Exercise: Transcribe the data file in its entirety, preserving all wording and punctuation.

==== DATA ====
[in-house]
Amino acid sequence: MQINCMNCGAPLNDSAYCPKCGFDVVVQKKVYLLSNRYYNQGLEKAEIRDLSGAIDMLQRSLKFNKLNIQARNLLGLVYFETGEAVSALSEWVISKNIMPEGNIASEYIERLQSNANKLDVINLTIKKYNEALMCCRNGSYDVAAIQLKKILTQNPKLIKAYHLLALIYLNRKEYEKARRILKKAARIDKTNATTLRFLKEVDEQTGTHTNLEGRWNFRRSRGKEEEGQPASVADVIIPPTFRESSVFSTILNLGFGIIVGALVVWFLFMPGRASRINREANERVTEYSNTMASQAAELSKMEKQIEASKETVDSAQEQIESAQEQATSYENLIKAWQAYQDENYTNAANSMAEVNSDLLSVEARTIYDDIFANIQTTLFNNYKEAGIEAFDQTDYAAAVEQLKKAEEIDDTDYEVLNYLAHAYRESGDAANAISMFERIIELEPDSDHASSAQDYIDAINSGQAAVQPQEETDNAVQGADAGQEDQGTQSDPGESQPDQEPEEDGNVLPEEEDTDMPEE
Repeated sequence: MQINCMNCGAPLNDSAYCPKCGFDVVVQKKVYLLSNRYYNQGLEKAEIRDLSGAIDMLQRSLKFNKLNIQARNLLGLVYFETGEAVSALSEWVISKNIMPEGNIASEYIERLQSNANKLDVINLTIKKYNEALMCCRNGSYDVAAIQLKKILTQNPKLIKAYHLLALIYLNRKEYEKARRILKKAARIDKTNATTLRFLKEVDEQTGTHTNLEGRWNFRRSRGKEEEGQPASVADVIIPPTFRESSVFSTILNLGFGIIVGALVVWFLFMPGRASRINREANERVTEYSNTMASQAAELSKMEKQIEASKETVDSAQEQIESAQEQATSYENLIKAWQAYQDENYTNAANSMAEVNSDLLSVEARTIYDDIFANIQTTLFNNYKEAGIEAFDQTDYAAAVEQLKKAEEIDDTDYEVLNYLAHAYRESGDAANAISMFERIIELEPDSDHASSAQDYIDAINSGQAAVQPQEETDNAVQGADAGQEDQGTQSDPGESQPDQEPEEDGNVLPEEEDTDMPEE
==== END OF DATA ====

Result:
[in-house]
Amino acid sequence: MQINCMNCGAPLNDSAYCPKCGFDVVVQKKVYLLSNRYYNQGLEKAEIRDLSGAIDMLQRSLKFNKLNIQARNLLGLVYFETGEAVSALSEWVISKNIMPEGNIASEYIERLQSNANKLDVINLTIKKYNEALMCCRNGSYDVAAIQLKKILTQNPKLIKAYHLLALIYLNRKEYEKARRILKKAARIDKTNATTLRFLKEVDEQTGTHTNLEGRWNFRRSRGKEEEGQPASVADVIIPPTFRESSVFSTILNLGFGIIVGALVVWFLFMPGRASRINREANERVTEYSNTMASQAAELSKMEKQIEASKETVDSAQEQIESAQEQATSYENLIKAWQAYQDENYTNAANSMAEVNSDLLSVEARTIYDDIFANIQTTLFNNYKEAGIEAFDQTDYAAAVEQLKKAEEIDDTDYEVLNYLAHAYRESGDAANAISMFERIIELEPDSDHASSAQDYIDAINSGQAAVQPQEETDNAVQGADAGQEDQGTQSDPGESQPDQEPEEDGNVLPEEEDTDMPEE
Repeated sequence: MQINCMNCGAPLNDSAYCPKCGFDVVVQKKVYLLSNRYYNQGLEKAEIRDLSGAIDMLQRSLKFNKLNIQARNLLGLVYFETGEAVSALSEWVISKNIMPEGNIASEYIERLQSNANKLDVINLTIKKYNEALMCCRNGSYDVAAIQLKKILTQNPKLIKAYHLLALIYLNRKEYEKARRILKKAARIDKTNATTLRFLKEVDEQTGTHTNLEGRWNFRRSRGKEEEGQPASVADVIIPPTFRESSVFSTILNLGFGIIVGALVVWFLFMPGRASRINREANERVTEYSNTMASQAAELSKMEKQIEASKETVDSAQEQIESAQEQATSYENLIKAWQAYQDENYTNAANSMAEVNSDLLSVEARTIYDDIFANIQTTLFNNYKEAGIEAFDQTDYAAAVEQLKKAEEIDDTDYEVLNYLAHAYRESGDAANAISMFERIIELEPDSDHASSAQDYIDAINSGQAAVQPQEETDNAVQGADAGQEDQGTQSDPGESQPDQEPEEDGNVLPEEEDTDMPEE